Weaning From Nipple Shields

The goal with nipple shields for breastfeeding is to eventually wean your baby from them and move fully into nursing (unless you are moving to bottle feeding). Nipple shields are meant to be a temporary fix while you figure out the deeper issue, make a transition from bottle to breast, or until your baby is old enough to have a greater sucking ability.

While there isn’t a specific age you should stop using nipple shields, it is a choice and best (at some point) to aim for an overall short period of time. Once your baby or toddler is stronger, has better coordination, and is gaining weight, you can consider weaning them from the nipple shields.

However, weaning from nipple shields can be a difficult task for moms. Because they are a unique, harder texture and some babies will not easily switch to nursing without them! Here are three tips for weaning from nipple shields for breastfeeding:

1.  Start each session without a shield

You can simply try to remove the shield at the beginning of each session and see if you can get them to latch without it. Still use the shield if they are getting too fussy or are unable to latch.

2. Remove the shield halfway through the feed

One way to wean from nipple shields is to remove the shield either halfway through a feed or when you switch breasts. This can encourage your baby to latch without the shield because your milk is already flowing so they aren’t having to work as hard when they latch again.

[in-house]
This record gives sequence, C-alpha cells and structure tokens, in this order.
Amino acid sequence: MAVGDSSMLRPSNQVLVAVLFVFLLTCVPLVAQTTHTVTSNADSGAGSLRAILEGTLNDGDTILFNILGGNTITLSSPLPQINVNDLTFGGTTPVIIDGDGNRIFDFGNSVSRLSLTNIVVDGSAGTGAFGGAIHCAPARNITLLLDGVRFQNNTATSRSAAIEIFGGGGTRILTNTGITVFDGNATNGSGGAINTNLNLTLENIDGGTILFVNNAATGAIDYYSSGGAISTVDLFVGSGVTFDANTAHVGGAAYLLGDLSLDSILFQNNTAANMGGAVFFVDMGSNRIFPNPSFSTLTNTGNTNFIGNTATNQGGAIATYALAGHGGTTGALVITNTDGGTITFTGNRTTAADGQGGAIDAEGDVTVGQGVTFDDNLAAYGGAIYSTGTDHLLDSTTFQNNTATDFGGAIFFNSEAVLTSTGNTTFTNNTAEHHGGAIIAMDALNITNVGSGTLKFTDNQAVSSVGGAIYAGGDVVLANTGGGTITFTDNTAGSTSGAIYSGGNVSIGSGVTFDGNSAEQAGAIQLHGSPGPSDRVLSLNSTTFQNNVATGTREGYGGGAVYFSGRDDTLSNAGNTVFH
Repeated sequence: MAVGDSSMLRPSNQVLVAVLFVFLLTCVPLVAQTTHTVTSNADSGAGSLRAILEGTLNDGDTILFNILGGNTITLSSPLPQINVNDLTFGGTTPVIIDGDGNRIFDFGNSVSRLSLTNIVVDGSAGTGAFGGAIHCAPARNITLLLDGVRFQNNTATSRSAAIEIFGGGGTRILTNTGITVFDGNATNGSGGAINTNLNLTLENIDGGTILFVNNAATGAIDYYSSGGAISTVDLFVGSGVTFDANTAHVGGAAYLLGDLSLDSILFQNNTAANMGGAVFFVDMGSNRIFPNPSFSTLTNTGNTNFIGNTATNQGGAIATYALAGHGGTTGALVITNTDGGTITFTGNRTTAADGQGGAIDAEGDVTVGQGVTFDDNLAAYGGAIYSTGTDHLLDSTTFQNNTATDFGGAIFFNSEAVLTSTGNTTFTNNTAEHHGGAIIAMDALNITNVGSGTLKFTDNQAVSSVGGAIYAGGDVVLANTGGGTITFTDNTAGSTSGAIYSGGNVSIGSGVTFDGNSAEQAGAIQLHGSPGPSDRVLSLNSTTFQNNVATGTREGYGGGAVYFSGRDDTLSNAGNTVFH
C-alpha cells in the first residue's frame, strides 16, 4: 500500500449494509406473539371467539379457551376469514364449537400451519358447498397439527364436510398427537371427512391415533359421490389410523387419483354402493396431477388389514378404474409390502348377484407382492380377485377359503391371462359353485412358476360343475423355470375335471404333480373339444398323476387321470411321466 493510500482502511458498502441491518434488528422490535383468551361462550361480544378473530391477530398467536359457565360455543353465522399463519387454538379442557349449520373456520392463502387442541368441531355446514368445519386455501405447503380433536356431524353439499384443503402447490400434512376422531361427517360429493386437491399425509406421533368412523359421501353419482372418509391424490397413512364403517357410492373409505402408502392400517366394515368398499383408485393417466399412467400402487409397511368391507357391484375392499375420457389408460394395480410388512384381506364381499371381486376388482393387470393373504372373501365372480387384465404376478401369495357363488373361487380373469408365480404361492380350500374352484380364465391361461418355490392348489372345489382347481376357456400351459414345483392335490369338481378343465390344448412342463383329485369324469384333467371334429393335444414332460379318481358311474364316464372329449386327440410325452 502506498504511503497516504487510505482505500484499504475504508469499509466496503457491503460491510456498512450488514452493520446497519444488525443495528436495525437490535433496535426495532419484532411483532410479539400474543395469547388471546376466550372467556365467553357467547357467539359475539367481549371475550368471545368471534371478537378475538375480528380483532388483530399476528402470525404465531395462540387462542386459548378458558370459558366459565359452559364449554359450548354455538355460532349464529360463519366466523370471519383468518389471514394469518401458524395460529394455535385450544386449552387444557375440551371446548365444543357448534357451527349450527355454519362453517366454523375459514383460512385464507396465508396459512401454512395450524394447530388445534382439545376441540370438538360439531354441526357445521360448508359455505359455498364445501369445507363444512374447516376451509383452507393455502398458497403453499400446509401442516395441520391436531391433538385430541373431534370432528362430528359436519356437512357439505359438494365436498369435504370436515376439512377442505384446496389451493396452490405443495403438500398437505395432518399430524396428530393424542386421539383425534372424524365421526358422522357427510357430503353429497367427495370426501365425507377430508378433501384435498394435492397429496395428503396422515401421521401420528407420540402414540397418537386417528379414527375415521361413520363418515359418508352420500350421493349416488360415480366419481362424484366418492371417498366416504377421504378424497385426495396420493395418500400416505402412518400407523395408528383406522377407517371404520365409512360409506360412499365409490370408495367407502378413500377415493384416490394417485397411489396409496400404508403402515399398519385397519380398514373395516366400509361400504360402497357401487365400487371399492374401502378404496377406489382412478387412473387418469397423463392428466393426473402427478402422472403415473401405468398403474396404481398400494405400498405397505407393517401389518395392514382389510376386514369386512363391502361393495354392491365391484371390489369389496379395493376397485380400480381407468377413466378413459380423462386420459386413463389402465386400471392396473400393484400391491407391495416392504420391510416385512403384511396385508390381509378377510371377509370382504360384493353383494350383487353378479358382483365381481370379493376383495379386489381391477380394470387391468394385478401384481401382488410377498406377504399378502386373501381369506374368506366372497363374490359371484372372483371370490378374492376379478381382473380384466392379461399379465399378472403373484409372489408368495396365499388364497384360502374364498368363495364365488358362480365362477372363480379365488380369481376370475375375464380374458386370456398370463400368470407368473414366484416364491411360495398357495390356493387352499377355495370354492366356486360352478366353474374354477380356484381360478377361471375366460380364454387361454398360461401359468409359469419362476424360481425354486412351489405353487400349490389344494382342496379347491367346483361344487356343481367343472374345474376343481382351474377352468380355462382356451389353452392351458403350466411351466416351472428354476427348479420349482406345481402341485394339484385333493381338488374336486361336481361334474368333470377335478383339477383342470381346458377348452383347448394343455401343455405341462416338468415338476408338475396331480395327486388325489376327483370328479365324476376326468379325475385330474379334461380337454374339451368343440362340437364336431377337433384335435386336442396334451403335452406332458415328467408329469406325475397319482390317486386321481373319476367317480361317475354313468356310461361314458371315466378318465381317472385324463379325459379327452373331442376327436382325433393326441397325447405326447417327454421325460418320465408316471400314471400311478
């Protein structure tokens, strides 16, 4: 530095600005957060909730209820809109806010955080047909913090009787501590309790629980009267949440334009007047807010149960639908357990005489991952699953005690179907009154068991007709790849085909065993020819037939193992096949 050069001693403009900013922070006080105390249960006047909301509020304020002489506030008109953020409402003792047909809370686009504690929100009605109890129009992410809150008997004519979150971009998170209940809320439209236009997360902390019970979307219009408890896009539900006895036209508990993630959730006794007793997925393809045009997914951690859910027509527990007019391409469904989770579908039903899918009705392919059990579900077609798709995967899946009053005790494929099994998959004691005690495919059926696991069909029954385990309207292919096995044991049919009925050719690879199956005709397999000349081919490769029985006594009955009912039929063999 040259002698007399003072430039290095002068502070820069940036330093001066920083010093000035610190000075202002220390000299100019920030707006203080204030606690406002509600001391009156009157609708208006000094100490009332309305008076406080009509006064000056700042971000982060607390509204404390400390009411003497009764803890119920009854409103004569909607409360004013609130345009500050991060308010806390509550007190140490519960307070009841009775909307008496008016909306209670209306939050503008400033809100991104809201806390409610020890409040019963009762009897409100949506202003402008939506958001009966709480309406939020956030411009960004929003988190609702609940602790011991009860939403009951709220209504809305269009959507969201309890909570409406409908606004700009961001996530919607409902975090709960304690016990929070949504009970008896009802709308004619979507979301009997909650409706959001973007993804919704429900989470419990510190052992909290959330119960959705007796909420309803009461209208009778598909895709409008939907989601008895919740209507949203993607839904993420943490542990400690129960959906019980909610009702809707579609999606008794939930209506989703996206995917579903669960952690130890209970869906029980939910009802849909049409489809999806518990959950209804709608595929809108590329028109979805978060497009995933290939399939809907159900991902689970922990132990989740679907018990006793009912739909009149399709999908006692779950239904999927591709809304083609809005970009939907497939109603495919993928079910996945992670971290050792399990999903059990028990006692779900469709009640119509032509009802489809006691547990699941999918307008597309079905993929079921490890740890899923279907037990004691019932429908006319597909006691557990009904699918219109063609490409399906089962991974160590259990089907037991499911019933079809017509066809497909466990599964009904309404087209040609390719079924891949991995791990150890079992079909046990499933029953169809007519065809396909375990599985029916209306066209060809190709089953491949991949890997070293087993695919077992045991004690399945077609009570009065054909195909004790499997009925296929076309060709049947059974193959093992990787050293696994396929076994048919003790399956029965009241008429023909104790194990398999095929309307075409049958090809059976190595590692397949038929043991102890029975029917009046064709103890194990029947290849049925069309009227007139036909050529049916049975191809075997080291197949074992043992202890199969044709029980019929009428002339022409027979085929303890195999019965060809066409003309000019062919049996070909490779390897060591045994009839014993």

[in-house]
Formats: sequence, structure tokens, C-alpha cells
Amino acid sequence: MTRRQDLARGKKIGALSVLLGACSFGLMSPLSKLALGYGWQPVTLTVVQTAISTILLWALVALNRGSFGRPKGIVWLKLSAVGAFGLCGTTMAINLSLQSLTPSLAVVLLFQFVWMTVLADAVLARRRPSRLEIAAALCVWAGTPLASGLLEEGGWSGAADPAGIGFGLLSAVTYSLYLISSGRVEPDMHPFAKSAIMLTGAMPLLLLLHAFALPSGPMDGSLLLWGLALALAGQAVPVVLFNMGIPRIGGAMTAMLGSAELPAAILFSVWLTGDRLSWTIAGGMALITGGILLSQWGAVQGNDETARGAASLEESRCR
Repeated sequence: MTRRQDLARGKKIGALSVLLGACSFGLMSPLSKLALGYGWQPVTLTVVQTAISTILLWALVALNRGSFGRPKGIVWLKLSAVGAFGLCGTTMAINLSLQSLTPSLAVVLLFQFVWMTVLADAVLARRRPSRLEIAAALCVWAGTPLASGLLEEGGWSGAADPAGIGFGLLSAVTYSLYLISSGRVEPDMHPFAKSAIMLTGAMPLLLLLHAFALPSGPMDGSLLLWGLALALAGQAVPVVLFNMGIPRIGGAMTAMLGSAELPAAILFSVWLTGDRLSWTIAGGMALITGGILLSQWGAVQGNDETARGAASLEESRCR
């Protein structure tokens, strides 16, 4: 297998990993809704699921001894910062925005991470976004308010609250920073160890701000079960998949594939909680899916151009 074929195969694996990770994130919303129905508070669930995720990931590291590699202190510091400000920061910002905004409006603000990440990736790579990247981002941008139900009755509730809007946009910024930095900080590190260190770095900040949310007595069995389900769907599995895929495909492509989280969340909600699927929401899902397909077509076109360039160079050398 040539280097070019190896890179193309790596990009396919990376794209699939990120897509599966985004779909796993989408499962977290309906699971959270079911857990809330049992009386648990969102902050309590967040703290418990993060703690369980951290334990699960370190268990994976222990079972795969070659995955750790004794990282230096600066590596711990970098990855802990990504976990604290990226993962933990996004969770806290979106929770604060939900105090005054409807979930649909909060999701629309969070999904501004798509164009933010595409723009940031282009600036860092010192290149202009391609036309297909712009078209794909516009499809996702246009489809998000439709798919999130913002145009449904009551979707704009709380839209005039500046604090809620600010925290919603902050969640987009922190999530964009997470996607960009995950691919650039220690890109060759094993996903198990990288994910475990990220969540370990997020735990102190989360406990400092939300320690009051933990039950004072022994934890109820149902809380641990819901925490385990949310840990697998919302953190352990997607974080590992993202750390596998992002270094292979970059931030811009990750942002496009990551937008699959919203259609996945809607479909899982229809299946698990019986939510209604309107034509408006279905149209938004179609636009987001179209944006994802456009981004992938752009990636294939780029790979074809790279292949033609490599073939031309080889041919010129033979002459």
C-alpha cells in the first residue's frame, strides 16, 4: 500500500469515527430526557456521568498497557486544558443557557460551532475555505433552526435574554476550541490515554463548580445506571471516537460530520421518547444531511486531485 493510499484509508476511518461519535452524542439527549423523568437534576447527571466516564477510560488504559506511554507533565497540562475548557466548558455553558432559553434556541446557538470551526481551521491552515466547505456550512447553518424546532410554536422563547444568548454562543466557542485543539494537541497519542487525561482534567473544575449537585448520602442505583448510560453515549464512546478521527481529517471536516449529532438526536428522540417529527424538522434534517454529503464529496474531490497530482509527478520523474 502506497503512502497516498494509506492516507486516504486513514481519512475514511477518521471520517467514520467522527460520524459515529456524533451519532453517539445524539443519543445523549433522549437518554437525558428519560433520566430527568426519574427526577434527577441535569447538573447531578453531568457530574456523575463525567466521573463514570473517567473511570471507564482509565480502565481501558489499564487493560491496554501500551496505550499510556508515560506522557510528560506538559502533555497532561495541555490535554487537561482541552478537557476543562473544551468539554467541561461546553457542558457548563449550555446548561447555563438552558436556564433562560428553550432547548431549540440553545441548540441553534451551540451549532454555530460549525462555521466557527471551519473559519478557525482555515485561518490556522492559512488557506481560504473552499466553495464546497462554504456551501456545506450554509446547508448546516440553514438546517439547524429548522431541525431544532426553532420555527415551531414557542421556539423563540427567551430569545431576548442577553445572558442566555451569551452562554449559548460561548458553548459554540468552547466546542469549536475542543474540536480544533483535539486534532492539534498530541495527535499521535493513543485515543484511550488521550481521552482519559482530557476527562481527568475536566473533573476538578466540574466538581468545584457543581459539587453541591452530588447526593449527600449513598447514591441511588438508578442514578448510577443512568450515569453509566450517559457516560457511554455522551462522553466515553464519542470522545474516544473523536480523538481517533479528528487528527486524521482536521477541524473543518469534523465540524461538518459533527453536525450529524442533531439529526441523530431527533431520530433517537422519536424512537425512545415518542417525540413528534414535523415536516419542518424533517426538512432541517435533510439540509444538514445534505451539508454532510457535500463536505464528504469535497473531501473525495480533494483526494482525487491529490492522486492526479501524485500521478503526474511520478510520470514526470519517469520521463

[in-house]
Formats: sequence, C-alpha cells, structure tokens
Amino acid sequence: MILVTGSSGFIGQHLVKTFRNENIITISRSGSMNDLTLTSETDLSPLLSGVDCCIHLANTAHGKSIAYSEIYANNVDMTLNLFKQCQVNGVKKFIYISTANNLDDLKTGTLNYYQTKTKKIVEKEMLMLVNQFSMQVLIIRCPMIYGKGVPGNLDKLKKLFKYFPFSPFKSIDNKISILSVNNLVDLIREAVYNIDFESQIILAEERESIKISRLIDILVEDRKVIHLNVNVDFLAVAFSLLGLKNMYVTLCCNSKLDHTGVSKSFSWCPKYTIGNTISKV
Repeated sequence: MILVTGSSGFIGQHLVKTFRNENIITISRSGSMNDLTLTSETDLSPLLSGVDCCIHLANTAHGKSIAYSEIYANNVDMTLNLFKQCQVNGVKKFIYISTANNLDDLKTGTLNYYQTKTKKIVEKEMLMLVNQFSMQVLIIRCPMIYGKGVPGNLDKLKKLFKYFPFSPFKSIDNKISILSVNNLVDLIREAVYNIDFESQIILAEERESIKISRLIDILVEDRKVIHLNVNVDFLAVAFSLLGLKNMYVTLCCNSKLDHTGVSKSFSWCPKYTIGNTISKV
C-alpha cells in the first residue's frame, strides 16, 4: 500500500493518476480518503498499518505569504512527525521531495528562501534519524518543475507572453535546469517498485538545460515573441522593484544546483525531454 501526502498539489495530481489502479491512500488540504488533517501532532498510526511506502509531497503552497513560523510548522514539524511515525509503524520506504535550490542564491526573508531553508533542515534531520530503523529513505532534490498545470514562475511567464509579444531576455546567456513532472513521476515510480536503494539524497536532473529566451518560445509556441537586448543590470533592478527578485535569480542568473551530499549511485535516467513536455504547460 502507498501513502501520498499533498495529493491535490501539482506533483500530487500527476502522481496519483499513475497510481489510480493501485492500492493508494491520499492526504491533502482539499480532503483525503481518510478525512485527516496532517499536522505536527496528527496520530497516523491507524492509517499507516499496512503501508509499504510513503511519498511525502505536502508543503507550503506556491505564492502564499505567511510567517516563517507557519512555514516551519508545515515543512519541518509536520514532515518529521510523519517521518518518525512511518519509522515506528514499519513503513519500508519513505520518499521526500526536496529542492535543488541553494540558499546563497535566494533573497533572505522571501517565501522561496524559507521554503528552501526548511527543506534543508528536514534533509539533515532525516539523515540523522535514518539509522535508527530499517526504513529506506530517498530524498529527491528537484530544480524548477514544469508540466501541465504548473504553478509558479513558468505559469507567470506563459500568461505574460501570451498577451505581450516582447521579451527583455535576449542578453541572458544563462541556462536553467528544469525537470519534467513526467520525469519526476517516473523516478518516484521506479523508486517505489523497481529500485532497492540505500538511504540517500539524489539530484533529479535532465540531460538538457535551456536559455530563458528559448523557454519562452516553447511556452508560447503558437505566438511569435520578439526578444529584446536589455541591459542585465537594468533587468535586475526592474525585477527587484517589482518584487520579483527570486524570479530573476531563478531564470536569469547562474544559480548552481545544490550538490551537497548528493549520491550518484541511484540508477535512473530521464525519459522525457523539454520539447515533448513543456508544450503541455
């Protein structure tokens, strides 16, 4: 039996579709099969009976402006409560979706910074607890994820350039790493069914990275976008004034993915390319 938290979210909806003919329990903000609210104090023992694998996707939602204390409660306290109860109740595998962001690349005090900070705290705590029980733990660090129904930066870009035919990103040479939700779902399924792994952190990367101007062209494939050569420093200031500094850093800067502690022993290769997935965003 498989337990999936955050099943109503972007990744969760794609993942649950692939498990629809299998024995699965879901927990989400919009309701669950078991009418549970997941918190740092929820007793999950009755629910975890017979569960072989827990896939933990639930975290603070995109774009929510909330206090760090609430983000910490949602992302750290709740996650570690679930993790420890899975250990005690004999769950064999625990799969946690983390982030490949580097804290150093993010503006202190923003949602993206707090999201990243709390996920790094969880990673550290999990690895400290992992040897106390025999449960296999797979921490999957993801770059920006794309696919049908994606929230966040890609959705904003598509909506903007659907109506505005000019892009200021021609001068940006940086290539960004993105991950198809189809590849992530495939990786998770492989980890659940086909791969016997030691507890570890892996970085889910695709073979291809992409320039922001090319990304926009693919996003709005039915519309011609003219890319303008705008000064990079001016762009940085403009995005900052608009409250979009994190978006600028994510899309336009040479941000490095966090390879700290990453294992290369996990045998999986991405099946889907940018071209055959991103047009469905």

3. Use skin-to-skin

Skin-to-skin has so many great benefits, and one of them is to encourage nursing. By introducing more skin-to-skin, your baby may be more willing to latch without the nipple shield.

Remember, not all of these solutions will work for every mom. I want to encourage you to keep trying! If you are still struggling to wean from nipple shields, I offer lactation services so we can come up with a plan that will work for you!

There are also many cases where babies have success nursing with nipple shields permanently. What is most important is that you find a way to nurse if it is something you want to do!

When Nipple Shields Aren’t Recommended

Although nipple shields have proven to be extremely helpful for moms, there are also some issues surrounding their use.

For example, some people have found that using nipple shields decreases their supply. This tends to be the case if they aren’t used properly, which is why it’s important to get help if you plan to use them. 

Another problem is the potential for increased plugged ducts or mastitis. If your baby isn’t able to transfer enough milk, it can lead to many problems for mom.

Lastly, using nipple shields may not be fixing the root problem. For example, there are some instances where fixing a tongue or lip tie would be the best course of action because it could solve the nursing problem altogether. If you aren’t sure why you are using nipple shields, it is best to understand what the root problem could be and see if it is fixable.

Nipples Shields For Breastfeeding Are A Great Tool

Overall, there are many benefits to using nipple shields and they help so many moms who are struggling to breastfeed! If you think nipple shields would help you on your breastfeeding journey, reach out to a lactation counselor. I can help you decide if nipple shields are right for you and troubleshoot common nipple shield issues so you can have the best experience possible!